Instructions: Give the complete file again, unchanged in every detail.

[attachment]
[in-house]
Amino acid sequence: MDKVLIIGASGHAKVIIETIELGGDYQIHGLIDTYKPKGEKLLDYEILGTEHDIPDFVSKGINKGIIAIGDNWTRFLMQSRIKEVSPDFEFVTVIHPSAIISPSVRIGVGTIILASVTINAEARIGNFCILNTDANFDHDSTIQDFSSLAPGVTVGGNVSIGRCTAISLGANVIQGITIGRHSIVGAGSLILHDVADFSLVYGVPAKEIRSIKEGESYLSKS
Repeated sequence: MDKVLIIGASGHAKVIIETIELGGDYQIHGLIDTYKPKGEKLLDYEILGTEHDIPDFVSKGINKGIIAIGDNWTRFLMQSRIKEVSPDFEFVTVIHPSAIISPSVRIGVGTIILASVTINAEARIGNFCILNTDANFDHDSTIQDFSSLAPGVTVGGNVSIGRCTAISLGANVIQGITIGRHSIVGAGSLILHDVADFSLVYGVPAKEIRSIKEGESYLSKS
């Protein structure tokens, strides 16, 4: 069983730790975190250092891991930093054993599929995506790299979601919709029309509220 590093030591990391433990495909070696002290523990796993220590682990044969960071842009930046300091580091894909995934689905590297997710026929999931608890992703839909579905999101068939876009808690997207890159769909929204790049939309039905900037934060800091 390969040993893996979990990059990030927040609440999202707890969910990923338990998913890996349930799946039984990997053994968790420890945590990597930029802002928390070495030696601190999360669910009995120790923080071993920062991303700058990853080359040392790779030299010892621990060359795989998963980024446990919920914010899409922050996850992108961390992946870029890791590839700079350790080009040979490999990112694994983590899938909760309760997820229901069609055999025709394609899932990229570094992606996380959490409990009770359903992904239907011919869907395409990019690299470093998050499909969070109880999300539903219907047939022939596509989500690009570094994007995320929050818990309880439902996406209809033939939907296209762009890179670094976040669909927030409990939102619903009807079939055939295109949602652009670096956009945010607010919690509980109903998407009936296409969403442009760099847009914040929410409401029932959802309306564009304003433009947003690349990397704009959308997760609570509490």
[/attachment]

[in-house]
Amino acid sequence: MDKVLIIGASGHAKVIIETIELGGDYQIHGLIDTYKPKGEKLLDYEILGTEHDIPDFVSKGINKGIIAIGDNWTRFLMQSRIKEVSPDFEFVTVIHPSAIISPSVRIGVGTIILASVTINAEARIGNFCILNTDANFDHDSTIQDFSSLAPGVTVGGNVSIGRCTAISLGANVIQGITIGRHSIVGAGSLILHDVADFSLVYGVPAKEIRSIKEGESYLSKS
Repeated sequence: MDKVLIIGASGHAKVIIETIELGGDYQIHGLIDTYKPKGEKLLDYEILGTEHDIPDFVSKGINKGIIAIGDNWTRFLMQSRIKEVSPDFEFVTVIHPSAIISPSVRIGVGTIILASVTINAEARIGNFCILNTDANFDHDSTIQDFSSLAPGVTVGGNVSIGRCTAISLGANVIQGITIGRHSIVGAGSLILHDVADFSLVYGVPAKEIRSIKEGESYLSKS
């Protein structure tokens, strides 16, 4: 069983730790975190250092891991930093054993599929995506790299979601919709029309509220 590093030591990391433990495909070696002290523990796993220590682990044969960071842009930046300091580091894909995934689905590297997710026929999931608890992703839909579905999101068939876009808690997207890159769909929204790049939309039905900037934060800091 390969040993893996979990990059990030927040609440999202707890969910990923338990998913890996349930799946039984990997053994968790420890945590990597930029802002928390070495030696601190999360669910009995120790923080071993920062991303700058990853080359040392790779030299010892621990060359795989998963980024446990919920914010899409922050996850992108961390992946870029890791590839700079350790080009040979490999990112694994983590899938909760309760997820229901069609055999025709394609899932990229570094992606996380959490409990009770359903992904239907011919869907395409990019690299470093998050499909969070109880999300539903219907047939022939596509989500690009570094994007995320929050818990309880439902996406209809033939939907296209762009890179670094976040669909927030409990939102619903009807079939055939295109949602652009670096956009945010607010919690509980109903998407009936296409969403442009760099847009914040929410409401029932959802309306564009304003433009947003690349990397704009959308997760609570509490």